October 23, 2019

JF1877: The Four Prong Test To Legally Raise Capital | Syndication School with Theo Hicks


As a syndicator, you raise capital, we know that. Raising money from private investors is a heavily regulated industry by the SEC. You may be surprised to know that a lot of investors are not following the guidelines properly and are at risk of being fined or sued by the SEC. If you enjoyed today’s episode remember to subscribe in iTunes and leave us a review!

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Joe Fairless: There needed to be a resource on apartment syndication that not only talked about each aspect of the syndication process, but how to actually do each of the things, and go into it in detail… And we thought “Hey, why not make it free, too?” That’s why we launched Syndication School.

Theo Hicks will go through a particular aspect of apartment syndication on today’s episode, and get into the details of how to do that particular thing. Enjoy this episode, and for more on apartment syndication and how to do things, go to apartmentsyndication.com, or to learn more about the Apartment Syndication School, go to syndicationschool.com, so you can listen to all the previous episodes.


Theo Hicks: Hi, Best Ever listeners, and welcome to another episode of the Syndication School series, a free resource focused on the how-to’s of apartment syndication. As always, I am your host, Theo Hicks.

Each week, every Wednesday and Thursday, we release two Syndication School episodes on the Best Real Estate Investing Advice Ever Show on iTunes, and for the majority of these series – they focus on a specific aspect of the apartment syndication investment strategy – we offer a free resource. These are PowerPoint presentations, these are Excel template calculators, these are how to guides. You can download these free documents, as well as listen to past Syndication School series at SyndicationSchool.com.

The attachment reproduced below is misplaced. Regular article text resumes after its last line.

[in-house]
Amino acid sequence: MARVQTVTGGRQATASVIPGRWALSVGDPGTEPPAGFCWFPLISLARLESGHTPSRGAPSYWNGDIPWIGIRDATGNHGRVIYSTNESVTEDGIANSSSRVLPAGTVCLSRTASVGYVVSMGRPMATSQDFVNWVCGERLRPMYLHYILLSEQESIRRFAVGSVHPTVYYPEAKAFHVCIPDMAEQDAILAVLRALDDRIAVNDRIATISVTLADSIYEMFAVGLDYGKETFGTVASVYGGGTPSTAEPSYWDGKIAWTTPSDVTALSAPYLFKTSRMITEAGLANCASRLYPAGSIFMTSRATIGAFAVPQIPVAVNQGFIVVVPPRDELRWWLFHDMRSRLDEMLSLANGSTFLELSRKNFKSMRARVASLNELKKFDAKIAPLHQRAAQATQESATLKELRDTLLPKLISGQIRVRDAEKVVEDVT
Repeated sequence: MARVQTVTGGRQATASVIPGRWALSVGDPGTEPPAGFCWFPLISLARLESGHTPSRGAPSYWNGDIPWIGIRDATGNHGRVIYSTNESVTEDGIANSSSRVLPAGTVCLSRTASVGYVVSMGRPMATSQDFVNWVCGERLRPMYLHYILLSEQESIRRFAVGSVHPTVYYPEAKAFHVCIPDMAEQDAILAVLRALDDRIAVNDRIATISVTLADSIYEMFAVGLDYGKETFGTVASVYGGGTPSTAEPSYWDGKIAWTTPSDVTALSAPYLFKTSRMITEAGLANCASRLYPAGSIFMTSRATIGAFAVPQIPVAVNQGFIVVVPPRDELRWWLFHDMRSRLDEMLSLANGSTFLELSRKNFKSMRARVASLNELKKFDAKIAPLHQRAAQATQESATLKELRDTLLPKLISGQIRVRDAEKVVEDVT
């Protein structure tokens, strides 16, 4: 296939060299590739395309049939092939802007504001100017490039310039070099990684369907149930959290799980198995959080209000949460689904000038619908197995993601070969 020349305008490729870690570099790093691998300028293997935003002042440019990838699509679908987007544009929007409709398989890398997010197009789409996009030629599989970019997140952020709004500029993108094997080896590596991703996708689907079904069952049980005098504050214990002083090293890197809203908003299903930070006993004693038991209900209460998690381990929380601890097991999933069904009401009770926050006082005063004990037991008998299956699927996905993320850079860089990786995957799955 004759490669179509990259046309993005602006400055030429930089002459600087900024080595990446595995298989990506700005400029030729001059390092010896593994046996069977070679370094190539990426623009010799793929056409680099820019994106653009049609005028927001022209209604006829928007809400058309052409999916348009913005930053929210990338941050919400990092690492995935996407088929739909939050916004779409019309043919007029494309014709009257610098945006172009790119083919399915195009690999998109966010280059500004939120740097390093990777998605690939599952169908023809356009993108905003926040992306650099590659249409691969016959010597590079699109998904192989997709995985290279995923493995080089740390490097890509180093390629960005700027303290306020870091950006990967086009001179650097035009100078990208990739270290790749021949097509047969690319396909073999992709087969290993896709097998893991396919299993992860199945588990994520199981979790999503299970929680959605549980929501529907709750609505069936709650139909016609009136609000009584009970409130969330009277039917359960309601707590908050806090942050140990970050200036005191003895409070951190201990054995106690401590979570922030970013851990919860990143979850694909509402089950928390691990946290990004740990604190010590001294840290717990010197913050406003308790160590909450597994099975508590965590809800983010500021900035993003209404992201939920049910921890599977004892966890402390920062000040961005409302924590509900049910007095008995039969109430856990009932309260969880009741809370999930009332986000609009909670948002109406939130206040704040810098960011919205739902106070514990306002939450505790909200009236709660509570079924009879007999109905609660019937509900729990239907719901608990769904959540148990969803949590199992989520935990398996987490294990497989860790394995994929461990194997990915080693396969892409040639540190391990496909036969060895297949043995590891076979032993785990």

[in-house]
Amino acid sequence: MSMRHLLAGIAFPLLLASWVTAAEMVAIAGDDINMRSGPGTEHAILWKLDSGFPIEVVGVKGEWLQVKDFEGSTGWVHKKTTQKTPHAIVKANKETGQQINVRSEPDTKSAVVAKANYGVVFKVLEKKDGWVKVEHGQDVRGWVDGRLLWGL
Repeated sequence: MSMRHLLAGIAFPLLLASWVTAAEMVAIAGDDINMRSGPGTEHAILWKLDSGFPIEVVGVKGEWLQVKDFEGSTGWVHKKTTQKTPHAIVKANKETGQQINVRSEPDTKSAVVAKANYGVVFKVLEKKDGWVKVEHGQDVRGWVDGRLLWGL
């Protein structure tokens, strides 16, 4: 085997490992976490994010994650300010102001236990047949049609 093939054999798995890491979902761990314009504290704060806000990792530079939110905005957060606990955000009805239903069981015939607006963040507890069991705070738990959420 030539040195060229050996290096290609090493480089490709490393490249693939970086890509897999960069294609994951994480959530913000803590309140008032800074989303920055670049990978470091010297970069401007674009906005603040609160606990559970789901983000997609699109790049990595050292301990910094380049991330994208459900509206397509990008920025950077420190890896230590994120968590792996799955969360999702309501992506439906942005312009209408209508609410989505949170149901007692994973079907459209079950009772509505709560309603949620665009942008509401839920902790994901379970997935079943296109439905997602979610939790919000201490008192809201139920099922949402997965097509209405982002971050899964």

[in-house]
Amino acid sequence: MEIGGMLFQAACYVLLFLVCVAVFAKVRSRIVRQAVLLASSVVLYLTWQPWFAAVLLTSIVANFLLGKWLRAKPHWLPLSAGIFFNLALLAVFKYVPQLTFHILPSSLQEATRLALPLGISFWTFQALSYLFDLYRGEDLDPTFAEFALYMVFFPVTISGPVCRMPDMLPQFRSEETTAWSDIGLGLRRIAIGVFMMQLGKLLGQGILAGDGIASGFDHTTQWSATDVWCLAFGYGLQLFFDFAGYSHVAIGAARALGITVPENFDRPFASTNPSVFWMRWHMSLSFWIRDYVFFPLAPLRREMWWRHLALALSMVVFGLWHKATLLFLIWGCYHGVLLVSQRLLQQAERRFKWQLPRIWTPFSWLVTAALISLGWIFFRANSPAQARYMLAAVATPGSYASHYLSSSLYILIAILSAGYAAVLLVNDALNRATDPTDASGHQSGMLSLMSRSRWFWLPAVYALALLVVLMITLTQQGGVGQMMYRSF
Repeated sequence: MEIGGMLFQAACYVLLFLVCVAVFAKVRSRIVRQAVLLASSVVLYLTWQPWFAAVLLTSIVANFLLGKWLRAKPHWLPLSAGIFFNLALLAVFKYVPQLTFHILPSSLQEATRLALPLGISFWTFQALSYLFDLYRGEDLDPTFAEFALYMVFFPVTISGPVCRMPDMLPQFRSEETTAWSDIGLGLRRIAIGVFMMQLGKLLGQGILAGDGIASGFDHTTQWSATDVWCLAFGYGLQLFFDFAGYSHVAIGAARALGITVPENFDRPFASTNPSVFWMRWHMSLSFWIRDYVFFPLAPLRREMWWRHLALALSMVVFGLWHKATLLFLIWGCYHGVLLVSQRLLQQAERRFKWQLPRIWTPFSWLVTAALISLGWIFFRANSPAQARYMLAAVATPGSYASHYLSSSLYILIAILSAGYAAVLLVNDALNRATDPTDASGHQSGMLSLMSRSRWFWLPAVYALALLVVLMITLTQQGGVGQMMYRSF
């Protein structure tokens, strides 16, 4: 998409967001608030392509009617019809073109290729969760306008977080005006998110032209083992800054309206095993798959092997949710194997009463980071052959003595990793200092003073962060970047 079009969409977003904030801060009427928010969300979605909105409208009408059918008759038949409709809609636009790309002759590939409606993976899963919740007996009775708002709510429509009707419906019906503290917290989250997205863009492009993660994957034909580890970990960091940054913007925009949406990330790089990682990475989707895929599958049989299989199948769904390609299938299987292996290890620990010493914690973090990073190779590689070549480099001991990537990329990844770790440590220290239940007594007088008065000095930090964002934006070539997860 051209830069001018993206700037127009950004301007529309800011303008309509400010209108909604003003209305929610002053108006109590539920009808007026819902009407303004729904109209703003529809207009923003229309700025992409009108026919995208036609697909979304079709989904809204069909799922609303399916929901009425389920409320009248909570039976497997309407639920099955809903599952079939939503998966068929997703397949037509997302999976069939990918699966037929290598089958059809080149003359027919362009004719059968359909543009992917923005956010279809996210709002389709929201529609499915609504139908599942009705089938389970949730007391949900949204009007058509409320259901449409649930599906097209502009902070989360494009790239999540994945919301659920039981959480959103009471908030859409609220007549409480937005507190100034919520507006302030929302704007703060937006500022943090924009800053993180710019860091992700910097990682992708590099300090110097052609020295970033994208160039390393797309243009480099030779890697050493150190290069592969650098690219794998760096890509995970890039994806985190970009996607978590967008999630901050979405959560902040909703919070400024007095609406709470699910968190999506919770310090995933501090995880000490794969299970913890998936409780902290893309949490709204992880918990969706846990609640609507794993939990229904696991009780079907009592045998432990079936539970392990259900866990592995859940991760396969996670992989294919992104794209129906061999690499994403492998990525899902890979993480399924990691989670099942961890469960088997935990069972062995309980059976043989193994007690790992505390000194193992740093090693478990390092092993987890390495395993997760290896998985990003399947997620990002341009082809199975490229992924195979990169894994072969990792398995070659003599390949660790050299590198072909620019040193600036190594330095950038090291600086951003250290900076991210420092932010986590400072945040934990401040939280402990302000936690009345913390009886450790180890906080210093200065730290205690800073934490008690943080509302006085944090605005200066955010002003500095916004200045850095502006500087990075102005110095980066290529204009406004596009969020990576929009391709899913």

In this episode we are going to focus on how to raise money legally. So we’re going to talk about what happens if you don’t raise money legally, and then for some context we’re gonna talk about how to actually make sure you are raising money legally.

When you are raising capital, you are going to be regulated by the SEC, and you must adhere to their guidelines. If you fail to adhere to their guidelines, you are susceptible to fines, lawsuits, and potentially even jail time. Sure enough, the SECs main source of revenue comes from pursuing syndicators who break the rules. They have a financial incentive to find syndicators who are not adhering to their guidelines.

A few years ago we had a conversation with a securities attorney on the podcast who broke down exactly what happens when you don’t raise money legally, and then a test that you can perform in order to determine if you are adhering to the SEC guidelines.

In addition to the SEC fines and potential jail time, the lawsuits are things that will come from your investors. So if you’re not doing right by your investors and you break the SEC guidelines and you get sued, well your investors are going to be exhibit A in court. So if you make a mistake and you do not follow SEC guidelines, and your investor wants their money back, there’s some sort of falling out and you don’t wanna give them their money back, well – they’re gonna use you breaking the guidelines in court when they sue you as evidence in order to get their money back.

So in order to avoid the wrath of both your investors and the SEC, the thing you need to do is avoid making the biggest legal mistake that this securities attorney comes across, which is not understanding the difference between a security and a joint venture (JV).

This securities attorney said “I often hear people say to me ‘Well, if I just use a joint venture agreement or call it a joint venture, then that’s not securities and I’m in the clear.” And she said how she’s been to seminars where people say there’s really no difference between JV and selling a security, and you can kind of just do whatever you want. Obviously, that’s not true, and that’s not the type of advice that you want to hear.

So when you’re raising money for a deal and you think that securities law does not apply to you, because you think it’s a JV, that is what’s gonna land you in legal trouble the most. That’s the most common way people break the law, in a sense, and don’t follow SEC guidelines. And if you’re thinking about just making a JV, even though you know that it’s not, it’s not worth it. It is worth paying the extra money to register as a security, work with  a securities attorney, create a PPM, and things like that.

So that’s the context, but here’s how to make sure you’re raising money legally, and there’s actually a four-pronged test. It’s commonly referred to as the Howey Test, so you can look that up. There’s four prongs, and if these prongs apply to your situation, if these prongs apply to your business plan, what you plan on doing with the capital that you raise, with your deal, then you must adhere to the SEC securities laws, which means you should find a securities attorney for your deal.